For accurate facial tracking, it is very important to set up the camera carefully, because the accuracy of the reconstructed profile and recordings depends on the quality of the input. We recommend to always first check the 3D data in the setup view. Click the camera symbol with the title Setup.
On the right side you can see the rendered image. If 3D data is shown (as in the figure The Setup module where we show the surface), you can zoom in and out using the mouse wheel, rotate the view by pressing the left mouse button and dragging, and translate using the right mouse button.
In the middle column at the top, a list of the different installed drivers is displayed. Once a camera is plugged in, the corresponding driver can be activated by checking the checkbox and the connected sensors will start to appear below. You can change the camera and camera driver used by faceshift studio by unchecking and checking the appropriate checkboxes. Note that faceshift studio doesn’t support the activation of multiple sensors at the same time.
When a connected sensor is selected, different settings will appear below the display selection. We describe each of them in the following sections.
Please refer to Optimize your Sensor Input to learn how to get optimal data from the sensor or watch the corresponding tutorial video:
Tutorial - Setup View
The following data can be displayed:
- None: This will not show any data
- Depthmap: A grayscale image of the depth
- Surface: The scene as a shaded 3D object
- Textured Surface: The scene as a colored and shaded 3D object
- Point Cloud: Each datapoint from the sensor rendered independently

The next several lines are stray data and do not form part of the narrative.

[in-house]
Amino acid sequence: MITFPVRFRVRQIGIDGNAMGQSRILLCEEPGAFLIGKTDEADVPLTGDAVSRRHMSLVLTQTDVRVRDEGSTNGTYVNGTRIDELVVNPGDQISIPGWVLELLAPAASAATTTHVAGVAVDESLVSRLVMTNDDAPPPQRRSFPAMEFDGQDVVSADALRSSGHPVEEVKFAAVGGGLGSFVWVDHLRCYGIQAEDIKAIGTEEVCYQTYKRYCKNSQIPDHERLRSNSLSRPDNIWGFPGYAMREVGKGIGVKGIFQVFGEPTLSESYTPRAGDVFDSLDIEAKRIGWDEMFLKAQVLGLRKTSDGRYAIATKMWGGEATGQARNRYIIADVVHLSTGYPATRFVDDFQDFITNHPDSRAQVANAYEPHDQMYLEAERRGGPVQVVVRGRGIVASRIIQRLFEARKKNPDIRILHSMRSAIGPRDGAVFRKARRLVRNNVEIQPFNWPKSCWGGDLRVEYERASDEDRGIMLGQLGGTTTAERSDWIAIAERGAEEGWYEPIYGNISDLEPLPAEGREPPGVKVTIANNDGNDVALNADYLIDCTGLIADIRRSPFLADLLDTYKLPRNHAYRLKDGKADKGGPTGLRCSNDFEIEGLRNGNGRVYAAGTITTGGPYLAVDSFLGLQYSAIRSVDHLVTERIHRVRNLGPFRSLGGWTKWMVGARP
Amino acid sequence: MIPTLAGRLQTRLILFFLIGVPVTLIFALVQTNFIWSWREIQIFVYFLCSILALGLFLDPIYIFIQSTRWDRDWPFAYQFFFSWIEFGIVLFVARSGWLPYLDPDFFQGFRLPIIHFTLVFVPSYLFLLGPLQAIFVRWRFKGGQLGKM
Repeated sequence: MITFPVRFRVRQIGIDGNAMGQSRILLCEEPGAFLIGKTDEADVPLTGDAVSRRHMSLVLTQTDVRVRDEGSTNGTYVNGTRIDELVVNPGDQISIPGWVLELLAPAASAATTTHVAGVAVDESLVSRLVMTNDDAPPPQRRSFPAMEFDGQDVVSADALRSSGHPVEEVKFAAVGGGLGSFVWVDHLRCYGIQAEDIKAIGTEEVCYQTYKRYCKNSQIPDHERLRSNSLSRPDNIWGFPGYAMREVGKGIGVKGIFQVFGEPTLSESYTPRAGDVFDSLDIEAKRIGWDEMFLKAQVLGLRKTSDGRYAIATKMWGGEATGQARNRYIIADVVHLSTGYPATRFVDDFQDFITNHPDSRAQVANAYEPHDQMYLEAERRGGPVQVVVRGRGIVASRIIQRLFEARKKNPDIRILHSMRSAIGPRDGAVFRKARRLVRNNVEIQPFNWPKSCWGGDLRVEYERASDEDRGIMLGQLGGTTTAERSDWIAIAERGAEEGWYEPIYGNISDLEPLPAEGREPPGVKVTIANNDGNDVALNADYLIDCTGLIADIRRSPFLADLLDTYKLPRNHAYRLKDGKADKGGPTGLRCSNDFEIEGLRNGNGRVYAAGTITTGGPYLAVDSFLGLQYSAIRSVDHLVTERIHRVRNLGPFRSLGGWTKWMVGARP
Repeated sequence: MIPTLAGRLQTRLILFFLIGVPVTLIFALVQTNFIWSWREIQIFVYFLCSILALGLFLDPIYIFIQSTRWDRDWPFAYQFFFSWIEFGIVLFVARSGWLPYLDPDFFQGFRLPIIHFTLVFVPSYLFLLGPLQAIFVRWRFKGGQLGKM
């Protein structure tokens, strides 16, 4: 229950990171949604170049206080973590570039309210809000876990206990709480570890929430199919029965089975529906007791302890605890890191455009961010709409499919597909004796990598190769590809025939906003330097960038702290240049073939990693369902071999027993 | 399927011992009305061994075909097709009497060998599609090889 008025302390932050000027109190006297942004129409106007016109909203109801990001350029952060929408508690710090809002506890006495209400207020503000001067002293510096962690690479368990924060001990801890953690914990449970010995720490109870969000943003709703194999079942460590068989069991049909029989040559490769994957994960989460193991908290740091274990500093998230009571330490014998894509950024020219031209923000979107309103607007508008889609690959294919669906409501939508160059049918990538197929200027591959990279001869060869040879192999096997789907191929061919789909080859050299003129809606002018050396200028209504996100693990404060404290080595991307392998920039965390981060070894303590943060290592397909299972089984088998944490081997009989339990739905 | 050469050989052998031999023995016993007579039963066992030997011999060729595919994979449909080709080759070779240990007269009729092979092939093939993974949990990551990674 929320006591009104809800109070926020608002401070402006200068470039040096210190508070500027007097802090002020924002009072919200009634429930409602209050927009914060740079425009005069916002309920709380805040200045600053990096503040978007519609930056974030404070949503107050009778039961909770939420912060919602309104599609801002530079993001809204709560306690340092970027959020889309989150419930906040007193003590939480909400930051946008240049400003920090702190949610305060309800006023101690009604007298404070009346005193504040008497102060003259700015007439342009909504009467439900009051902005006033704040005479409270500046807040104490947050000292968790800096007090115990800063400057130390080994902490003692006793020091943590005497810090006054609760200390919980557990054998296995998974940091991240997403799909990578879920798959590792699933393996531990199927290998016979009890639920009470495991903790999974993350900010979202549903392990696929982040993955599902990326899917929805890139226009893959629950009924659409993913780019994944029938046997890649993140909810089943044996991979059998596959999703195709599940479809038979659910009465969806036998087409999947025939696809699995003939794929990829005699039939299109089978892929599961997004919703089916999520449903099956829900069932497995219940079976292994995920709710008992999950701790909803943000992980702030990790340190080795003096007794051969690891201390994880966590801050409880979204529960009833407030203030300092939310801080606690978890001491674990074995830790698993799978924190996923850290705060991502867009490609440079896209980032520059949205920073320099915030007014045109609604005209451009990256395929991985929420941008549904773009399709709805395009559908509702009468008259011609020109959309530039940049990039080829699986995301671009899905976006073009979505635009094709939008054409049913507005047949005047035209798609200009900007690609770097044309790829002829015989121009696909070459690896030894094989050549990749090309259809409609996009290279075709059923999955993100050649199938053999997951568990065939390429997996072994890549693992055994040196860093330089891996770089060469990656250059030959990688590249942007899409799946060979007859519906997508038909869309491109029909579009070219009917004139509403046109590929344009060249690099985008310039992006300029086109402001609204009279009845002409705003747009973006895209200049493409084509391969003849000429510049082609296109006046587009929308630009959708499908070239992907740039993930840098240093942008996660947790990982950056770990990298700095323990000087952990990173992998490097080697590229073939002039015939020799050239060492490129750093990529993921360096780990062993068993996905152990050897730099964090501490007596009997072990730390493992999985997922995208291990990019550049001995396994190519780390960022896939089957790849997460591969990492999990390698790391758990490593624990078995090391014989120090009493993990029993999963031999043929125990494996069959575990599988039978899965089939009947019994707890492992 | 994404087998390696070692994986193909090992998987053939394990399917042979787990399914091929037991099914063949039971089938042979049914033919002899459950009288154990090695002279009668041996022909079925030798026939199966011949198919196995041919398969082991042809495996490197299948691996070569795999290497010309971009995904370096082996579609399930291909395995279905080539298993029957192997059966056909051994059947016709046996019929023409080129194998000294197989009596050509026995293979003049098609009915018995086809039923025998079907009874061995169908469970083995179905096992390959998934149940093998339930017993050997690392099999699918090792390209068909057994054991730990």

- Colored Point Cloud: Each datapoint from the sensor rendered independently and colored with the video
- Video: The color stream from the sensor
- Surface in Video: The 3D surface overlayed on top of the color stream
- Infrared: The infrared stream from the sensor (only for the Intel RealSense sensor)
- Surface in Infrared: The 3D surface overlayed on top of the infrared stream (only for the Intel RealSense sensor)
|Depthmap||Surface||Textured Surface||Video Image|
Examples of the display possibilities listed above
General sensor settings¶
The following options are common to the Kinect, OpenNI1, OpenNI2 and Intel RealSense sensors.
Easily enable or disable the streaming of frames from the sensor.
Scales the frames coming from the sensor. Note that while downscaling improves the framerate performance, it will reduce the quality of the received images and therefore impact the tracking quality if the output resolution is too low.
Allows rotating the image and the depth map. Use this if you set up your sensor vertically or upside down.
Principal Point Offset
Here you can adjust a shift between the color image and the depth image. Use this if depth data and color data are not aligned correctly. You can use sharp horizontal and vertical edges to check this alignment (see section Color offset).